BUFFALO (WKBW) — In the face of a national bus driver shortage the Buffalo Public School District is working with community members to find solutions to curb the impact here at home.
"There is nothing more important than ensuring that we are getting children to school, and home, safely and timely," says Dr. Tonja Williams, Superintendent for Buffalo Public Schools.
In that vein, leaders at Buffalo Public Schools have formed a committee with community members to take a multi-pronged approach to the bus driver issue. "We have been meeting weekly since early July in identifying what the challenges are," says John Gonzalez, Associate Superintendent of School Leadership.
And the challenges are daunting with the start of school roughly a month away. First Student, which has partnered with BPS to provide student transportation for more than 40 years, estimates the company is about 100 drivers short for the start of the school year.
To help try and bridge the gap the committee is
- Exploring the possibility of reimbursing parents who are able to transport their children to school and home
- Considering creative scheduling opportunities, looking at possibly collapsing the number of bus routes, and weighing the impact of changing start times for school.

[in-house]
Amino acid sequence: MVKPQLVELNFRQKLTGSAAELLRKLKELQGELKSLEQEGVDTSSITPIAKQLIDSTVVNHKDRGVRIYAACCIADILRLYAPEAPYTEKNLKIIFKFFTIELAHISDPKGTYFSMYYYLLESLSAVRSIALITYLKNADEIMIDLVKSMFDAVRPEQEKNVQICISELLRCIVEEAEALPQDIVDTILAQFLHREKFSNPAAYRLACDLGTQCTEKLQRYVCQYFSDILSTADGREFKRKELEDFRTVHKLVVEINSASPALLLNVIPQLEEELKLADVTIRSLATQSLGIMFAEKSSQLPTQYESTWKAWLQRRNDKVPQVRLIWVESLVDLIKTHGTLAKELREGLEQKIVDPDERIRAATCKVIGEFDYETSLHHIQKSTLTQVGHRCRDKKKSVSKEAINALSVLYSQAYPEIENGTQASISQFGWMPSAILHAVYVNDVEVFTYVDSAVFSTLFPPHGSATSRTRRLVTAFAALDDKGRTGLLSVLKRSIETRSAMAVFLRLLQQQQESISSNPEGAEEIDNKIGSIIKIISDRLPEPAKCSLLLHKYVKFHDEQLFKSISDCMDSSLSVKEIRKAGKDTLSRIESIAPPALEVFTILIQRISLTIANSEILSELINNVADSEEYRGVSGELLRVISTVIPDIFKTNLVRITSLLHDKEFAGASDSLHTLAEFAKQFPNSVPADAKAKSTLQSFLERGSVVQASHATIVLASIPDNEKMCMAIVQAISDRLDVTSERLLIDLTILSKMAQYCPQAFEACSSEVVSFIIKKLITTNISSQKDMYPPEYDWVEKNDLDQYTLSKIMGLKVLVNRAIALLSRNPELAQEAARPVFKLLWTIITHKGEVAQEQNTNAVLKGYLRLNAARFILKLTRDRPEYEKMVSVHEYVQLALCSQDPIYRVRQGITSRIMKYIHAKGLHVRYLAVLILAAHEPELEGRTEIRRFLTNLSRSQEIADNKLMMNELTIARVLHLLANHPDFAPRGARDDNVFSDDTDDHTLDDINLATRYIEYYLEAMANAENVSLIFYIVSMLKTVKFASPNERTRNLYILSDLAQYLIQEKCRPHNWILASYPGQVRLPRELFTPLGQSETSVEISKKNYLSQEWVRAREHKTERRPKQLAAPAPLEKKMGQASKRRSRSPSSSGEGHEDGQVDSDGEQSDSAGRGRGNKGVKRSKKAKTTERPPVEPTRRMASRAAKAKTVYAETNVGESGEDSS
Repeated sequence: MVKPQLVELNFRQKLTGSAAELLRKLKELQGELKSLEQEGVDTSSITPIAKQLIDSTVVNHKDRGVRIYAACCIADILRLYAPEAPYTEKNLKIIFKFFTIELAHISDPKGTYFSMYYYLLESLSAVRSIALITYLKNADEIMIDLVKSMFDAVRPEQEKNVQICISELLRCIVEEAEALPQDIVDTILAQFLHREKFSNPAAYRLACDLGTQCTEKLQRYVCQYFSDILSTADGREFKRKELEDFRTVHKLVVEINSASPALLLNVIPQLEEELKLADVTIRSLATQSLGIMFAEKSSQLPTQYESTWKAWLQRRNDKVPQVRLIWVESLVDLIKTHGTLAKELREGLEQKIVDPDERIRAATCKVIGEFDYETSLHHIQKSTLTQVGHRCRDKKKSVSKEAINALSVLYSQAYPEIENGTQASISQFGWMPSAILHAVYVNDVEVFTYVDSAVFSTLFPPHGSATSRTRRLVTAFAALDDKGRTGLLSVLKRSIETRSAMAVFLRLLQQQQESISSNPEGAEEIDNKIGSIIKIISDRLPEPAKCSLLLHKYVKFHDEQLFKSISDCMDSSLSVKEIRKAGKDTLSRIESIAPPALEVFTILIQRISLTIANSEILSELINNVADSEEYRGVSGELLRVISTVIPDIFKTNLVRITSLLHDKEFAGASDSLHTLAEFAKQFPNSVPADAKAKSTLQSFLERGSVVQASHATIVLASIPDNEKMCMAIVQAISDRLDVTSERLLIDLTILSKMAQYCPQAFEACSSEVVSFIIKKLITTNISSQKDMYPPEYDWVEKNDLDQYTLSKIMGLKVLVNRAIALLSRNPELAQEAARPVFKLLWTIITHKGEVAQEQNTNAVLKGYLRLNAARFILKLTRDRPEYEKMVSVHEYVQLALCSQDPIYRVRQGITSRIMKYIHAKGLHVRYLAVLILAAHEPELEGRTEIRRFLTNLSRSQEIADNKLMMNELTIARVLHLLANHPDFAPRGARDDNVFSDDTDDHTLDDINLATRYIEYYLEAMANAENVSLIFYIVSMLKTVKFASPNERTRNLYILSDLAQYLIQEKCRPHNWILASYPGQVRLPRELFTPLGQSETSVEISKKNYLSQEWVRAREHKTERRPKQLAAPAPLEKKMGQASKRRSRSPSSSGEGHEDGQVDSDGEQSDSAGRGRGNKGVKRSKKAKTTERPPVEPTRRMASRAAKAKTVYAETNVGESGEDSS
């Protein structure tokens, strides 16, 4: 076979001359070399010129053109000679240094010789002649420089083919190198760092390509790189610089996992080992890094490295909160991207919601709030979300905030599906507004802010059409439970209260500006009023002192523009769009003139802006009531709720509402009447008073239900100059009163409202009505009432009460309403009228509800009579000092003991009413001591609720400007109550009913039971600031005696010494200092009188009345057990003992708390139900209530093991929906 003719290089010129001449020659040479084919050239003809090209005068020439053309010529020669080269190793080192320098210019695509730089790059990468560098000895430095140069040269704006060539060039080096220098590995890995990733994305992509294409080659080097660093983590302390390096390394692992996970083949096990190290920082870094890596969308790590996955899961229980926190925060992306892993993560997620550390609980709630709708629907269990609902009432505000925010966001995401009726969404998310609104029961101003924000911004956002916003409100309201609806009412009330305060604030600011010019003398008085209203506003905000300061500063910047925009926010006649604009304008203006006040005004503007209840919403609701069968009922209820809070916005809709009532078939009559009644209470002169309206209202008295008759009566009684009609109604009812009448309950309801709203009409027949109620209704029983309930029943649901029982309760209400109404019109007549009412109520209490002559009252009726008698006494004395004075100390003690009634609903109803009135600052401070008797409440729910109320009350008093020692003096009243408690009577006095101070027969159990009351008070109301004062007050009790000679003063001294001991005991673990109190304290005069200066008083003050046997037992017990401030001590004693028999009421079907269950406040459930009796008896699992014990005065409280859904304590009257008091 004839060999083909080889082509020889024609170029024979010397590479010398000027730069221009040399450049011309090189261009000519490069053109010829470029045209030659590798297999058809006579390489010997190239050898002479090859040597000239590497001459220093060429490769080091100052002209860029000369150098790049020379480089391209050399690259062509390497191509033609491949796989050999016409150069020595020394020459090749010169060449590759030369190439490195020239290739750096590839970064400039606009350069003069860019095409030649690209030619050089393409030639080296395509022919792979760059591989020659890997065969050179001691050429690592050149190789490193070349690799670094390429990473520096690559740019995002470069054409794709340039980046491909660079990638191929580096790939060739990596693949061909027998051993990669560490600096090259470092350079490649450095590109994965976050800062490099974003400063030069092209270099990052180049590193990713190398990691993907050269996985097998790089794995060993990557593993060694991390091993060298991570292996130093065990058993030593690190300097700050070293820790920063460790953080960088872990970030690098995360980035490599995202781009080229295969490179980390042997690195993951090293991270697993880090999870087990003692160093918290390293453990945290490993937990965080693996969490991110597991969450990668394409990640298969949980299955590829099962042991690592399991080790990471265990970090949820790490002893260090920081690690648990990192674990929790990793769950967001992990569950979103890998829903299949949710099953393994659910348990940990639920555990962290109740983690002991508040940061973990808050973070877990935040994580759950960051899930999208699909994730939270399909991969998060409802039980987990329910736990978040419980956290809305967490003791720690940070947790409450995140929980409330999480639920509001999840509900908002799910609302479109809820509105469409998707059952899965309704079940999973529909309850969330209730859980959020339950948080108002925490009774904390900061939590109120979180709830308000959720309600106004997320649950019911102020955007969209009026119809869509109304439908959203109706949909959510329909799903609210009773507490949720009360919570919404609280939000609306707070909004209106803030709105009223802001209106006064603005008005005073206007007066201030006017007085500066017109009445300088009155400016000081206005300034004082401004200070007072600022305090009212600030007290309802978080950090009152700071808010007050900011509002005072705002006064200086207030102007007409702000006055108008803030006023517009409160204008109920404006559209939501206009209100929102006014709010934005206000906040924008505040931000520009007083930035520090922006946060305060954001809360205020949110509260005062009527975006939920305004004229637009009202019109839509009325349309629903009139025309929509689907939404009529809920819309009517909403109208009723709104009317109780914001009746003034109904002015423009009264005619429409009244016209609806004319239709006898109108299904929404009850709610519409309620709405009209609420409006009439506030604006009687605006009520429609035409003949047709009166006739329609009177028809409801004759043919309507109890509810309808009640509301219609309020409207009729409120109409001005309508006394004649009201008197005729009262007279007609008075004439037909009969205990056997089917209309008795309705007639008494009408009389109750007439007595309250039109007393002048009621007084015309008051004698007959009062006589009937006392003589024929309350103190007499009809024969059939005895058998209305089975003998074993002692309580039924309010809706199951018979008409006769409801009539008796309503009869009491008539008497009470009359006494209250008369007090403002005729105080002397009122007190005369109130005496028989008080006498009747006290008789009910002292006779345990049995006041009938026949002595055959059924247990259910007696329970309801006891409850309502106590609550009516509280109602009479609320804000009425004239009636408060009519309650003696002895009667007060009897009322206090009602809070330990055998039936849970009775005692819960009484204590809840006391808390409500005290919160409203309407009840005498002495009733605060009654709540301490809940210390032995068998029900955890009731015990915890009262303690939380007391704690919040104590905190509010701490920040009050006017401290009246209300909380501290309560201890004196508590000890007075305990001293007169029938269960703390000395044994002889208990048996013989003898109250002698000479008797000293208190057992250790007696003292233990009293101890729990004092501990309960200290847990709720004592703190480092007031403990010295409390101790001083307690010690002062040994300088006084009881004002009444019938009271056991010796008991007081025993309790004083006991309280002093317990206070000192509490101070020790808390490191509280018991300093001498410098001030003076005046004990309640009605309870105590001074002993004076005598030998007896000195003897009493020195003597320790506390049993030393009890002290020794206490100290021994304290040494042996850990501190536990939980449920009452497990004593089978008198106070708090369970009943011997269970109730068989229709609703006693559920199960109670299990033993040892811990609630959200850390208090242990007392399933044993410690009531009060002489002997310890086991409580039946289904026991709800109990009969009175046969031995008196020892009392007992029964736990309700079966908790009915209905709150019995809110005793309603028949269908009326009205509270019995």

- Aggressively addressing the issue of bus driver recruitment and retention
"We have increased our wages", says Rob Hummel, the Senior Location Manager at First Student. "Our starting rate is up by almost thirty percent to $25 an hour. Our senior drivers we have bumped up to $28 an hour"
All positions come with signing bonuses of $3,000 or more, but applicants must pass written tests, a background check, a drug test, and weeks of training before being available to drive for the district.
"Once they start training the perfect candidate is four to five weeks of training," added Hummel.
The district is also strongly encouraging all parents and caregivers to fill out this transportation survey which explores the option of reimbursing families 58-cents a mile to drive their students to and from school.
"That survey is asking our families whether or not that is an option that they are willing to chose," says Gonzalez. "That is probably not going to be the solution. It may be a solution. This is really going to be multiple approaches that are probably going to have an impact"
And while the district stops short of saying they will be dealing with a driver shortage for the first day of school, stakeholders know time is running out to find solutions.
"Will all the decisions happen the first day of school, probably not. Probably not the first day of school. We are in a situation that we are still accepting applications. We are still trying to recruit bus drivers", says Dr. Williams.